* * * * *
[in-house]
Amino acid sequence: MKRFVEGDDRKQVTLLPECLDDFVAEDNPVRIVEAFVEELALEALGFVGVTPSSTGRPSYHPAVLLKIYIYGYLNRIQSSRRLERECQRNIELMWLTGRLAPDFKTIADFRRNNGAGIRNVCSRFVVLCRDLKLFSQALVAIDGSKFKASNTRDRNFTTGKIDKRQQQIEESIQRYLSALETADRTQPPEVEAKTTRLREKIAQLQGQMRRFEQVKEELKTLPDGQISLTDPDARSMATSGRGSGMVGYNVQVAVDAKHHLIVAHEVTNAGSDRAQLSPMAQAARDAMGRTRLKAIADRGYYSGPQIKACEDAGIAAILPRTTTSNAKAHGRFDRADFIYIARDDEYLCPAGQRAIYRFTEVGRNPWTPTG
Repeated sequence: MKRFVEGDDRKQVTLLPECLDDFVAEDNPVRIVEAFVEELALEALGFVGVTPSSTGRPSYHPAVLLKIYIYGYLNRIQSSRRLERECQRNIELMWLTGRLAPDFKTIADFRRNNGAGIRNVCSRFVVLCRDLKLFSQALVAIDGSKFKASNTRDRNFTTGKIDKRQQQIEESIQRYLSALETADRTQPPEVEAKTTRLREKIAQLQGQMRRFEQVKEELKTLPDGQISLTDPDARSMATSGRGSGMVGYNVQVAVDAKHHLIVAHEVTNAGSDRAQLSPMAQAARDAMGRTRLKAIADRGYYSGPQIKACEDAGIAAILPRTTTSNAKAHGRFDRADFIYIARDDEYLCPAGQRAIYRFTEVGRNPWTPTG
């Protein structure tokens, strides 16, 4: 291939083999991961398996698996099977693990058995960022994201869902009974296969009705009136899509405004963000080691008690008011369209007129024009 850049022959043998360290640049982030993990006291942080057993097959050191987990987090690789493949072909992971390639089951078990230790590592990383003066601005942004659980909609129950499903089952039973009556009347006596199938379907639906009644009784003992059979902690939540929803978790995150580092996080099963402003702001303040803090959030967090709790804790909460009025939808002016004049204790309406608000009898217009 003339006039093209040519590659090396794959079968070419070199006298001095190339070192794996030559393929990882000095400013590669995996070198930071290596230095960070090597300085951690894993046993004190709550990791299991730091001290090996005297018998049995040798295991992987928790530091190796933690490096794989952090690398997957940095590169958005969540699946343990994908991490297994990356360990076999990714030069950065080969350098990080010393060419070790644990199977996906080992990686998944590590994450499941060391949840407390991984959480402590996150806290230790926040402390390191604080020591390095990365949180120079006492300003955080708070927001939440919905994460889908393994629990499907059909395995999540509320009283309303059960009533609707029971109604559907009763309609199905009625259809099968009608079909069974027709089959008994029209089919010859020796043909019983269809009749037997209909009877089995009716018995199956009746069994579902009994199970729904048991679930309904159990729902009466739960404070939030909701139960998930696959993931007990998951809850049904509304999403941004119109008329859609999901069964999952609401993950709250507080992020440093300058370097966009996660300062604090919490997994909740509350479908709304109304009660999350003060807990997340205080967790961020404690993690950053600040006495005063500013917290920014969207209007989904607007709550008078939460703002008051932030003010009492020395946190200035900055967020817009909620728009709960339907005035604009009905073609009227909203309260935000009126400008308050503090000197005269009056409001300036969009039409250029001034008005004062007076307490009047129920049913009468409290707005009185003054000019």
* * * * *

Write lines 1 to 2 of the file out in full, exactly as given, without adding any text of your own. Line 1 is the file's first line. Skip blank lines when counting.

[in-house]
Amino acid sequence: MKRFVEGDDRKQVTLLPECLDDFVAEDNPVRIVEAFVEELALEALGFVGVTPSSTGRPSYHPAVLLKIYIYGYLNRIQSSRRLERECQRNIELMWLTGRLAPDFKTIADFRRNNGAGIRNVCSRFVVLCRDLKLFSQALVAIDGSKFKASNTRDRNFTTGKIDKRQQQIEESIQRYLSALETADRTQPPEVEAKTTRLREKIAQLQGQMRRFEQVKEELKTLPDGQISLTDPDARSMATSGRGSGMVGYNVQVAVDAKHHLIVAHEVTNAGSDRAQLSPMAQAARDAMGRTRLKAIADRGYYSGPQIKACEDAGIAAILPRTTTSNAKAHGRFDRADFIYIARDDEYLCPAGQRAIYRFTEVGRNPWTPTG